US, China to Meet for Round 2 of Trade Talks, But Big Differences Remain

Trade negotiations between China and the United States continue early next week in Washington D.C., but analysts say after the first round, the differences between the two sides are huge. Some believe the differences are so fundamental and big that an escalation of tariffs is unavoidable.

According to a widely circulated copy of Washington’s demands, President Donald Trump’s delegation not only asked Beijing to cut its trade deficit with the United States by $200 billion by 2020, but to also sharply lower tariffs and government subsidies of advanced technologies.

Beijing wants the United States to no longer oppose granting China market economy status at the World Trade Organization, amend an export ban against Chinese tech company ZTE Corp and open American government procurement to Chinese technology and services among other demands.

View to escalation


Scott Kennedy, a China scholar at the Washington-based Center for Strategic and International Studies, said the first round made it clear just how far apart the U.S. and China are in their views of what’s fair, what they want and expect the other side to do.


“I think we’re still headed toward escalation with both sides adopting tariffs in the next few weeks, but at least now we know what the fight is about,” Kennedy said. “It’s about whether or not China should be a market economy, or what you know whether it should be able to maintain its state capitalist system without any constraints.”


China joined the WTO in December of 2001 as a non-market economy and after 15 years it was expected the granting of the status as a market economy would naturally follow — along with its opening up.


But that is not what has happened, and the United States and European Union have refused to grant China market economy status.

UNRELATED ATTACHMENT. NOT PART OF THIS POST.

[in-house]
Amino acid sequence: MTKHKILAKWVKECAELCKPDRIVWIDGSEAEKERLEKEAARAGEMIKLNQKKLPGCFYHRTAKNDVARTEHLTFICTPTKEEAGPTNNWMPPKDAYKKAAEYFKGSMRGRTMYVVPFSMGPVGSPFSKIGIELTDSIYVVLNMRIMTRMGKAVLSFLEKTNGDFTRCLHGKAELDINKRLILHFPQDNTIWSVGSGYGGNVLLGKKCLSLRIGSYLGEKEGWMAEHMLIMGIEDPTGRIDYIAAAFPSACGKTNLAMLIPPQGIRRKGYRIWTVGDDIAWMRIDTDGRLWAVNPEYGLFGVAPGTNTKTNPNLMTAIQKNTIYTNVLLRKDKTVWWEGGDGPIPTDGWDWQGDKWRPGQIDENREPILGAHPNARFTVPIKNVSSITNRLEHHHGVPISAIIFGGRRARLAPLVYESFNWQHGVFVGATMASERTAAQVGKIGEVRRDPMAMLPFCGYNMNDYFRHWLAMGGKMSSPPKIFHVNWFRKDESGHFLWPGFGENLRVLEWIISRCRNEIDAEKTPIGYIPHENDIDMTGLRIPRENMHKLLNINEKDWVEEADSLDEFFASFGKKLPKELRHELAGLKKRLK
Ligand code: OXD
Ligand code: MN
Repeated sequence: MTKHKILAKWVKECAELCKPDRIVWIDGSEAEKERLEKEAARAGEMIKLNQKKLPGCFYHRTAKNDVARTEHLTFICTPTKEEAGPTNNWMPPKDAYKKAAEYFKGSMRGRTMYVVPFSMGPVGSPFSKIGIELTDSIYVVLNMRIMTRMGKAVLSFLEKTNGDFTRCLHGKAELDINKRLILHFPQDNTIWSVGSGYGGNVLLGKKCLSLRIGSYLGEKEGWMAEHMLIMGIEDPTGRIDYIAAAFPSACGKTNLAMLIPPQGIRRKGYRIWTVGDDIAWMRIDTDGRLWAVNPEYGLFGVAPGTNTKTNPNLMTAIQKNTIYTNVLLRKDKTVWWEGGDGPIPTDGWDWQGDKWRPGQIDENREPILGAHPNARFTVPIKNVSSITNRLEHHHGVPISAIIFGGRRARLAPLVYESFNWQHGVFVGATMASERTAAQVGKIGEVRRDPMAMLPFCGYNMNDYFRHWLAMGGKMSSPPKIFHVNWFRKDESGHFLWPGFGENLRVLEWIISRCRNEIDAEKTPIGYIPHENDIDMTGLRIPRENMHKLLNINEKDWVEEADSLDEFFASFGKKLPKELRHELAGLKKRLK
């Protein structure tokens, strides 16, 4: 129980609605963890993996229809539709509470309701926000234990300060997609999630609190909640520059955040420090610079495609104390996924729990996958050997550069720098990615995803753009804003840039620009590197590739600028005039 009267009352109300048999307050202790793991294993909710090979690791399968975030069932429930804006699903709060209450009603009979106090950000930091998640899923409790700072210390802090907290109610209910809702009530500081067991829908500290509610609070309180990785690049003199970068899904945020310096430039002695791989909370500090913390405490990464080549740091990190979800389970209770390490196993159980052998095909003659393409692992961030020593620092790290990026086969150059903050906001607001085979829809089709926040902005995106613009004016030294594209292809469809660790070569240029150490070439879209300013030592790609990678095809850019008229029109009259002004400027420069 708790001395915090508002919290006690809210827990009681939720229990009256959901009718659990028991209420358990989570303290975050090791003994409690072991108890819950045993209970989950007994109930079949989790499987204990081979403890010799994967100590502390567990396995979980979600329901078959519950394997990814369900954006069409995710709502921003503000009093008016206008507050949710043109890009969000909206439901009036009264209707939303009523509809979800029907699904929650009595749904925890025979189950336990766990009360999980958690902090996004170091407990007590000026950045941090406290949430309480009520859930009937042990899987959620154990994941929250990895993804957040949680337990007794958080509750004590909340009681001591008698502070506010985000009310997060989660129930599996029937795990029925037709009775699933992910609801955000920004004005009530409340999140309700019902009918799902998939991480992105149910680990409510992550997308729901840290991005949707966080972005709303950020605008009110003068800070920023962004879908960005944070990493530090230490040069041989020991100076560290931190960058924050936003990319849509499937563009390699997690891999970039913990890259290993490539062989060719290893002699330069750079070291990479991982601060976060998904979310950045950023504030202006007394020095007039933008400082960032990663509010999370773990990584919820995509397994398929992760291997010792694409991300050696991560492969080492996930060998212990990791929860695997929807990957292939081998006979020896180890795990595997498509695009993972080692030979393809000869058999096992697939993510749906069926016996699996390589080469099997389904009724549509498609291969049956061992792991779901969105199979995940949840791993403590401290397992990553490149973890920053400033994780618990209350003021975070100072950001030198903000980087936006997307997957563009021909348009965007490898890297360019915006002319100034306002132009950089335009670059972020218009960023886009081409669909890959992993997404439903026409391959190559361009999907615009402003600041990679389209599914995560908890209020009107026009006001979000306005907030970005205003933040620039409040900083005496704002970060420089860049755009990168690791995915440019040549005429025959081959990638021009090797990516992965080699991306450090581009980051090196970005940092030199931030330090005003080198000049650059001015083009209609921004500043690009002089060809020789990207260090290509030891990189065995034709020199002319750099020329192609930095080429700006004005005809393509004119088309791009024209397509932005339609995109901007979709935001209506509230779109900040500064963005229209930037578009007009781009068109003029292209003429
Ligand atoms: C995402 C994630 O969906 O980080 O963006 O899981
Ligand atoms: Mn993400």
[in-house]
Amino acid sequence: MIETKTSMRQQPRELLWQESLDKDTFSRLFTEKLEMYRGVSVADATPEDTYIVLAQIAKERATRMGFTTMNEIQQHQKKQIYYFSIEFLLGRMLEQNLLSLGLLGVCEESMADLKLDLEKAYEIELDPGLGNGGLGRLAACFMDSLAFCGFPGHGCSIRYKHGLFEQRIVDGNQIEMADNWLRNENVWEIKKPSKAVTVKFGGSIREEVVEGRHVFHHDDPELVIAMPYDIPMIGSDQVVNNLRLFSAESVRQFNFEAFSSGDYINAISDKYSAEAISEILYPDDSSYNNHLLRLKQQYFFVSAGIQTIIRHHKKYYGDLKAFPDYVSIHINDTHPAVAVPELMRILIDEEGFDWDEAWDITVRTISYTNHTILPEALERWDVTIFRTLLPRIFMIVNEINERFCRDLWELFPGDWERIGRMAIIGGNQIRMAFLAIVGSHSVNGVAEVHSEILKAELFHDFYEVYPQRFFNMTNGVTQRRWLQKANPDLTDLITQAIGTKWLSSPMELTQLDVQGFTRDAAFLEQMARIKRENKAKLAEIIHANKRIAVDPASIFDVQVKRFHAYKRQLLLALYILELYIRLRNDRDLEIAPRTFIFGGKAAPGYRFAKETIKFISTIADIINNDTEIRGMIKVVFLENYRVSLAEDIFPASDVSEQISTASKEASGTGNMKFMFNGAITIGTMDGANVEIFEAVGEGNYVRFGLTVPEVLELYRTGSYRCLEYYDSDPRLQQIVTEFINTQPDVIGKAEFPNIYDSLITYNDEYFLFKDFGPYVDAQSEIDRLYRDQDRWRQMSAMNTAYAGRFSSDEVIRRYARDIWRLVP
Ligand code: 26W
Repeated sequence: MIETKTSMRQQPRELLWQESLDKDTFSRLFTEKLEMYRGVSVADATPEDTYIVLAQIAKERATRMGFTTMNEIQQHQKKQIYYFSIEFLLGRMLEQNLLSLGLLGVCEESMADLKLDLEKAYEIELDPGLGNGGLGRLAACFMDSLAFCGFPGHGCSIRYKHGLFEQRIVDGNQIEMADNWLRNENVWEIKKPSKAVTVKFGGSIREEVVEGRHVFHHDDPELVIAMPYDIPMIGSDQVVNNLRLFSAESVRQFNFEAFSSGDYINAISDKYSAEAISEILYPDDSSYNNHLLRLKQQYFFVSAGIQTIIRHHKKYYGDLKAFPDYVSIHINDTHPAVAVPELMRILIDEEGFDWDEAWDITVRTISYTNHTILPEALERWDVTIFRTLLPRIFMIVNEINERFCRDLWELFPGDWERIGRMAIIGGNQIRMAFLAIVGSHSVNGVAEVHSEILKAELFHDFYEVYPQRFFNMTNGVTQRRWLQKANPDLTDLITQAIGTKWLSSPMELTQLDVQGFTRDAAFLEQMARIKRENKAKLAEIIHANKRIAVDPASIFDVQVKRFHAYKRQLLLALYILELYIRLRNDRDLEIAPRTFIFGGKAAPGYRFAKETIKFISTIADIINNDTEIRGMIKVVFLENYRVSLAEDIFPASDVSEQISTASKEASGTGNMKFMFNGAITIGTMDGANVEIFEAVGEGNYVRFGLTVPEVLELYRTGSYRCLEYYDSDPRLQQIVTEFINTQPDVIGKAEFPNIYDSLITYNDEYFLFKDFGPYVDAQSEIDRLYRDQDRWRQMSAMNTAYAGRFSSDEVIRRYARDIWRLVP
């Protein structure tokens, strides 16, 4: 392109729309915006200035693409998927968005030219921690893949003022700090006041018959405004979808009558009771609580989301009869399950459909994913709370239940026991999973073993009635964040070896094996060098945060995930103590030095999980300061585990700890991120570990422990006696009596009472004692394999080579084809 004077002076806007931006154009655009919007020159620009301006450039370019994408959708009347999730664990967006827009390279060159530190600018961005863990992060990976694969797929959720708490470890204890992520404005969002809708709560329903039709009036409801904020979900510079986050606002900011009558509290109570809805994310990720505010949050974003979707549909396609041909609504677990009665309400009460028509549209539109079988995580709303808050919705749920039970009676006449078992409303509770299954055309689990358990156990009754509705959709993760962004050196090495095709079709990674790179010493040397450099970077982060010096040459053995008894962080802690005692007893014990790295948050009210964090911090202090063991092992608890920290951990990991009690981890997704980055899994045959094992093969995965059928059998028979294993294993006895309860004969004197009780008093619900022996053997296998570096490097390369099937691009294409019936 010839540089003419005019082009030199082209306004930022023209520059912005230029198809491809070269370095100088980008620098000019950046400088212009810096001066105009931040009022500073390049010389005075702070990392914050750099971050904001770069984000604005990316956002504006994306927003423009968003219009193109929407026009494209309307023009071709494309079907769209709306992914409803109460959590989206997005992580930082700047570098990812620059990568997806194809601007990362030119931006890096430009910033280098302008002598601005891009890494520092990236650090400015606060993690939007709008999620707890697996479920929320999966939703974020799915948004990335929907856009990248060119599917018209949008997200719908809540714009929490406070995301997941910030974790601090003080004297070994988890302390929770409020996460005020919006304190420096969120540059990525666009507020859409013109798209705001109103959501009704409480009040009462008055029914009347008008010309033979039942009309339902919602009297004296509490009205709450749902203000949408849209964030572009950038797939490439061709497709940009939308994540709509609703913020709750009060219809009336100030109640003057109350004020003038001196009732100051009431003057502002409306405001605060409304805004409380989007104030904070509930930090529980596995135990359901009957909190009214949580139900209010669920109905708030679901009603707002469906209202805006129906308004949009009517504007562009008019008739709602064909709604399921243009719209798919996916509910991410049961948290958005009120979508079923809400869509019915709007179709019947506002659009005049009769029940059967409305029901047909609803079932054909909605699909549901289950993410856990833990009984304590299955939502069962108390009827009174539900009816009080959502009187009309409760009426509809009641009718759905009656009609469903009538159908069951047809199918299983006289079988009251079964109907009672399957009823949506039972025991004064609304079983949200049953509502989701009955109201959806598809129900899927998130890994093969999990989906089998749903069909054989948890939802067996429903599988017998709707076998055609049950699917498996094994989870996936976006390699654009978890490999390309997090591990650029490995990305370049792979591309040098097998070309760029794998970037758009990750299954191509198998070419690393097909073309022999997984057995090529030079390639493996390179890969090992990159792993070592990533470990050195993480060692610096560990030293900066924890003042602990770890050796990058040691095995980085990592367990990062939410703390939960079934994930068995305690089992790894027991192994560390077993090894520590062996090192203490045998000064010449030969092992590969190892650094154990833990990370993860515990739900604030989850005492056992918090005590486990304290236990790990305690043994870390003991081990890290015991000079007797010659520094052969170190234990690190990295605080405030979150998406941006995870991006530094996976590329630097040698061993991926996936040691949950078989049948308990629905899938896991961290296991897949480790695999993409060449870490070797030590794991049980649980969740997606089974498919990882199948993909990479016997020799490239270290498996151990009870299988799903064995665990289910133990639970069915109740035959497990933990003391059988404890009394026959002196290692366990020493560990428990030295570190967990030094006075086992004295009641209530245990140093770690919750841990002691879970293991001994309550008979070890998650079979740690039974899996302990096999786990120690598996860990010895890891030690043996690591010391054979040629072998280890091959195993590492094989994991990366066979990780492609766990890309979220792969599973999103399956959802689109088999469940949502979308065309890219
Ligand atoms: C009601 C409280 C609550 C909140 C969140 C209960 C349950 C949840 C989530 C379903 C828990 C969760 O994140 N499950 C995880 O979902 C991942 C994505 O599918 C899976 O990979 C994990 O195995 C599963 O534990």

Beijing insists it should be regarded as a market economy regardless of whether other countries believe it fits the definition. Under Xi Jinping, the Communist Party has moved to assert greater control over business and the economy.

Competition vs. compensation


It has also become increasingly clear that China’s definition of reform and that of the West are strikingly different.


In an interview with VOA earlier this year, William Zarit, chairman of the American Chamber of Commerce, said that while many used to assume China would continue to carry out Western style economic reforms initiated in the early 2000s, that is no longer the case.


“In the last four or five years, we’ve seen that reform has taken a different direction, that the Chinese economy is on a different trajectory and that is more support for state-owned enterprises,” Zarit said. “And when I hear reforms now, it is more about making state-owned enterprises more efficient and not necessarily competitive in a fully market-based economy.”

But Song Hong, an economist with the Chinese Academy of Social Sciences, argues that China has fulfilled its WTO obligations and it is the United States and European Union that have broken their promises to grant the country market economy status.

He said Washington’s demands to slash the trade deficit by $100 billion a year does not make economic sense. He also said the demand for China to lower tariffs and put the two countries on equal footing is impossible.


“The market in China is of course not as open as the U.S. market because China remains a developing country, which is no match to the U.S.,” Song Hong said. “The per capita income level in China around $10,000 vs. the U.S.’s some $50,000. How can both countries be equal?”

Talks as clock ticks


Some Chinese state media reports have tried to sound upbeat about the meetings focusing on the two sides agreed to keep talking, despite their differences.

On Monday, the White House announced a Chinese delegation led by Liu He, China’s vice premier and a top aide to Chinese leader Xi Jinping, will visit the United States early next week.


At the same time, however, the clock is ticking on U.S. threats to implement up to $150 billion in tariffs on Chinese goods. A day after Liu arrives in Washington, there will be a public hearing to discuss tariffs and the Trump administration’s investigation into China’s trade policies and practices.

If no agreement is reached by May 23, Washington would be well within its right to go ahead with the tariffs, analysts note. To which, China has promised to promptly reply.


Kennedy said that while the United States has used unilateral penalties in the past, this time around the chances of escalation are a lot higher.


“Not only are the disagreements deeply fundamental, China is much more powerful and ambitious than it used to be. And so it’s not likely to cave easily,” he said.

Brian Kopczynski contributed to this report.

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